Blackmagic Design announced Phillip Youmans’ Tribeca 2019 Founders Award winning ‘Burning Cane’ was shot using URSA Mini Pro 4.6K and Production Camera 4K, with color correction done using DaVinci Resolve Studio. At 19, Youmans is the youngest and first African-American filmmaker to ever win the prestigious award.
‘Burning Cane,’ which won for best narrative at the 2019 Tribeca Film Festival, was Youmans’ first feature length film. Youmans is a New Orleans-born filmmaker currently living in New York City where he’s preparing the release of his upcoming short film ‘Nairobi’ which was executive produced by Solange Knowles’ creative agency Saint Heron. He’s also currently in post production on a documentary that follows Jon Batiste and the Stay Human Band during their six night run at the legendary Village Vanguard in NYC.
‘Burning Cane’ underscores the rigid religious convictions that govern rural life in Southeastern Louisiana. The film follows an aging, God fearing mother, her unemployed son and her dejected preacher. Youmans, who wrote, directed, photographed and co-edited the movie, used the URSA Mini Pro 4.6K as his main camera to capture the daily lives of his characters and the dramatic natural beauty of the town of Laurel Valley.
He shot the film with a mix of handheld and lightly rigged shooting styles. “Since my primary intention was to give a humanizing portrait of the characters that populate this town, I wanted ‘Burning Cane’ to feel almost documentarian; that’s why I made heavy usage of handheld camerawork and employed natural and practical lighting exclusively. Furthermore, there’s also a rawness to handheld camerawork that’s difficult to deny. So I definitely believe it serviced my vision with this film,” Youmans said.
One of the most surreal shots in the film is when Youmans and his crew shot the film’s title, an image of sugar cane fields burning, as part of the yearly preparation for growing new sugarcane crops. Shot at twilight, Youmans, along with Mose Mayer, producer and AD, Ojo Akinlana, producer and first AC, had very limited time to get the images needed.
“The URSA Mini Pro’s built in ND filters and RAW recording allowed us to fully bring out the reds, oranges, and yellows of the fire in the distance during post without compromising the tonal values of the image as a whole. And since we were trekking through deep cane fields, the camera was essential for effective handheld camerawork. And when I wanted a more visceral feel and didn’t want to use a stabilizer or shoulder rig, the light weight of the camera came in handy.”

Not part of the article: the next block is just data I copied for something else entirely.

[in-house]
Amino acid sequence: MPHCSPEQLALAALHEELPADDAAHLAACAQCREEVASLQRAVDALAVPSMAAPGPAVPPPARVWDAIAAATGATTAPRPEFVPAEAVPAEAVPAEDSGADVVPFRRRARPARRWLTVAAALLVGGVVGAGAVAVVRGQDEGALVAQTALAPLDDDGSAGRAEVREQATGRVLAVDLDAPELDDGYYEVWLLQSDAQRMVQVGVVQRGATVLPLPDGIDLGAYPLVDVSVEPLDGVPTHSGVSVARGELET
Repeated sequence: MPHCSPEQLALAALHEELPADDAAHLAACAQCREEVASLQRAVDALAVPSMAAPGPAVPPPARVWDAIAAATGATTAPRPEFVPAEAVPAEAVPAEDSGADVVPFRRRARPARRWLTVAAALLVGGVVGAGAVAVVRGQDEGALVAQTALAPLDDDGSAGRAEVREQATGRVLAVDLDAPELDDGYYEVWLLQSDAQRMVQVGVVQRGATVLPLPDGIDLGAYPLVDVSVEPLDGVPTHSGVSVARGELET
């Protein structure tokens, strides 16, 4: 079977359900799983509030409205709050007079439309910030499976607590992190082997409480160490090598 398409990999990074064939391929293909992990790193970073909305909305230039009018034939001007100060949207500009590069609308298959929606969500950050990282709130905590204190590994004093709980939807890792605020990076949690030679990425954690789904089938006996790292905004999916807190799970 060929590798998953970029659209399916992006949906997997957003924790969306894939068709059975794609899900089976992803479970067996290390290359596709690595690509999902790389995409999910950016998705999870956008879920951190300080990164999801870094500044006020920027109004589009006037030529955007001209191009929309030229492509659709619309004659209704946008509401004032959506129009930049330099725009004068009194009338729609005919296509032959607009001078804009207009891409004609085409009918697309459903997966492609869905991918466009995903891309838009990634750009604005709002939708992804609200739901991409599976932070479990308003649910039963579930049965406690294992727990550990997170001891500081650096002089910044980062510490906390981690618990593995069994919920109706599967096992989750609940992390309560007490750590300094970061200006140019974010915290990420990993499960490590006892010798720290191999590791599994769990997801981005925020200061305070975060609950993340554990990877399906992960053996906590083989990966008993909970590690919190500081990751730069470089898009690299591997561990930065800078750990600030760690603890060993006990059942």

For other shots, Youmans worked with a crew of up to a dozen shooting in a variety of small and large indoor and outdoor locations to capture up close emotional scenes as well as crowded, Sunday congregations.
“The Blackmagic cameras let me be as creative as I could be and know that I was going to get the highest quality images. Whether I was shooting a blues dancing scene, a close up phone call of one character being scolded over the phone, or a character picking oranges and walking through open, harvested cane fields, I knew the URSA Mini Pro would get me the image I wanted,” he said.
“The URSA Mini Pro allowed me to be able to capture the vision I had, and its design was perfect for both handheld and rigged shooting,” Youmans continued. “The image quality is fantastic and the dynamic range is on point, especially at higher ISOs. The camera’s malleable dynamic range proved to be incredibly useful given that many of the film’s setups were lowlight situations, again using natural and practical lighting exclusively.”
Footage was graded using DaVinci Resolve Studio at Fotokem New Orleans. Youmans was impressed with the software’s complete grading capabilities and also used DaVinci Resolve’s film grain options for adding a texture to images.
Youmans first learned to shoot on the URSA Mini Pro and Production Camera 4K, as well as handle post production using DaVinci Resolve Studio as a student at the New Orleans Center for Creative Arts’ Media Arts Program (NOCCA.) NOCCA uses the Blackmagic Design cameras and DaVinci Resolve Studio software as part of their film and broadcast curriculums.